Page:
”Will make difficult but necessary choices for economic growth”
Prime Minister Liz Truss asked her Conservative Party on Wednesday to trust her, pledging to steer Britain through “stormy days” and transform a stagnant economy in a pitch to restore her authority over a party in revolt.
Addressing Conservative lawmakers and members at an annual conference beset by internal bickering and policy confusion, Truss sought to reassure her party, the public and investors that her plan was the right way to reignite growth.
An early interruption from protesters holding a banner asking “who voted for this?” seemed to fire up the audience and the prime minister, whose criticism of what she called “the anti-growth coalition” received loud cheers and applause.
For many in the audience, Truss, who has admitted that she is not the slickest communicator, had done a decent job at a time when she is under pressure from what one Conservative member called “some snakes in the party” undermining her plans. She said, will bring in new powers that will allow the government to overrule human rights rulings by the European court. “Our brilliant new Home Secretary will be bringing forward legislation to make sure that no European judge can overrule us,” Truss told delegates.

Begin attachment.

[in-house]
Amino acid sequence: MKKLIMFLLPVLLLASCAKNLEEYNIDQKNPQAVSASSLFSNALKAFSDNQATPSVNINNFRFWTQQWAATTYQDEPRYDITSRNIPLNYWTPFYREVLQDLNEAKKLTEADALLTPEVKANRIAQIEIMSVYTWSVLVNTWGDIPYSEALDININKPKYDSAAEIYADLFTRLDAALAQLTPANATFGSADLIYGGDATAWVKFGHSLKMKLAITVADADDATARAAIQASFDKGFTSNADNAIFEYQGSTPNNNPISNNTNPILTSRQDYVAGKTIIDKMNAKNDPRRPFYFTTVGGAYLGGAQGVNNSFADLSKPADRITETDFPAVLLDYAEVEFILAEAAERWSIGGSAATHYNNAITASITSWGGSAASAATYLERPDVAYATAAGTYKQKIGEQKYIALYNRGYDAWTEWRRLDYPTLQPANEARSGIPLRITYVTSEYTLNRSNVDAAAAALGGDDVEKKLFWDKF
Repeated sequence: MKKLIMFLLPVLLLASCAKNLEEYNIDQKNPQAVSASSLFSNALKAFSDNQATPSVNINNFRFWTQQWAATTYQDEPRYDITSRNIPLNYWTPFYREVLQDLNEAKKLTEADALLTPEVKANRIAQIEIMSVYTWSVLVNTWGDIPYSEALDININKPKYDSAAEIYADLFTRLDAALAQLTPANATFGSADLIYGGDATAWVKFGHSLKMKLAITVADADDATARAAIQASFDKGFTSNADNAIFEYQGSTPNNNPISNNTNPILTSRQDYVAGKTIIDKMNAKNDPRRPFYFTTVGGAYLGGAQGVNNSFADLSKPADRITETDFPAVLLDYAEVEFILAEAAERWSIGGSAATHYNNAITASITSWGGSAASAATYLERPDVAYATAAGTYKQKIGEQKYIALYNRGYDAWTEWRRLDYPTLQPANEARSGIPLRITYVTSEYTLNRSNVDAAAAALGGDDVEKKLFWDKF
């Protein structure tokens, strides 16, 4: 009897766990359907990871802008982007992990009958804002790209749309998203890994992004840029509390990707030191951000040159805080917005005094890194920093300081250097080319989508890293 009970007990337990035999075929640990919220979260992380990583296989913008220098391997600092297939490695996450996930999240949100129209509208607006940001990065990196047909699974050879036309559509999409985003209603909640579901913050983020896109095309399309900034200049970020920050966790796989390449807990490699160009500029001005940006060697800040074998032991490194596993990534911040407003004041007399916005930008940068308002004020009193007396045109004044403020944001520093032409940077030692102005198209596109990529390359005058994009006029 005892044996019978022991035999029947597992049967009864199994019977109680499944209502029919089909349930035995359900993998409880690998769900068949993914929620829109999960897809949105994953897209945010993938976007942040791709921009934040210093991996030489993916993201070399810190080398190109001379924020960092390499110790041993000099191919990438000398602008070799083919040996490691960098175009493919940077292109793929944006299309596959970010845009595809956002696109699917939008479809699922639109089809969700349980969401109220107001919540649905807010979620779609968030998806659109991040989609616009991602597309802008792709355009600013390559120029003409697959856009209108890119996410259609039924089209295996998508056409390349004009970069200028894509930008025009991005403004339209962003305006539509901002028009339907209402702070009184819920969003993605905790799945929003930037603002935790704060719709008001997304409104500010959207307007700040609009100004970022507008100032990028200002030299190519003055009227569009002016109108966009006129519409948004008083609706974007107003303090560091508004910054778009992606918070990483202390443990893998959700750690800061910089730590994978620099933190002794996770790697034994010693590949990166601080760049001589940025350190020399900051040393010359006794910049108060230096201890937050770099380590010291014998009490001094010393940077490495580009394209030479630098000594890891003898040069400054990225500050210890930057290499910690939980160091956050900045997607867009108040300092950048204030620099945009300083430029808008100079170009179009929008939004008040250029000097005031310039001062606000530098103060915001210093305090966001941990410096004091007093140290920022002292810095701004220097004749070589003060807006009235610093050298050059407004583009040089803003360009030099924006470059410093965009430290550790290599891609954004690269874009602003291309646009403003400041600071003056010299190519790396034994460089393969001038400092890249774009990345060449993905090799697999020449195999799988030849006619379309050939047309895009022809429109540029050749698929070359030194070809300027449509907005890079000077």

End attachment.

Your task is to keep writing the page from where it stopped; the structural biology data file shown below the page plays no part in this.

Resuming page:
“I am ready to make hard choices. You can trust me to do what it takes. The status quo is not an option,” she told the party faithful in the central English city of Birmingham. “Cutting taxes is the right thing to do, morally and economically,” Truss said, adding that the scale of the challenge ahead was “immense”.
The conference, once expected to be Truss’s crowning glory after she became prime minister on Sept. 6, had turned into a personal nightmare after she announced a new economic policy that sparked a crisis of confidence among investors.
Laying the ground
Truss promises to make hard choices for economic growth
‘No European judge can overrule us’
Says will bring in new powers that will allow the government to overrule human rights rulings by European court
‘Unions & green groups part of anti-growth coalition’
Accuses her opponents of being obsessed with “more taxes, more regulation, and more meddling”, calling them “enemies of enterprise” and says: “Wrong, wrong, wrong”
Says will take difficult but necessary choices to get economic growth. “This mission will be difficult but necessary, and we have no alternatives,” she added
‘Food taxes are over’
Appears to ditch predecessor Boris Johnson’s approach to the obesity strategy by signalling a drop in plan to ban 2-for-1 junk food offers. Says “not going to tell you how to live your life”
(This story has not been edited by Business Standard staff and is auto-generated from a syndicated feed.)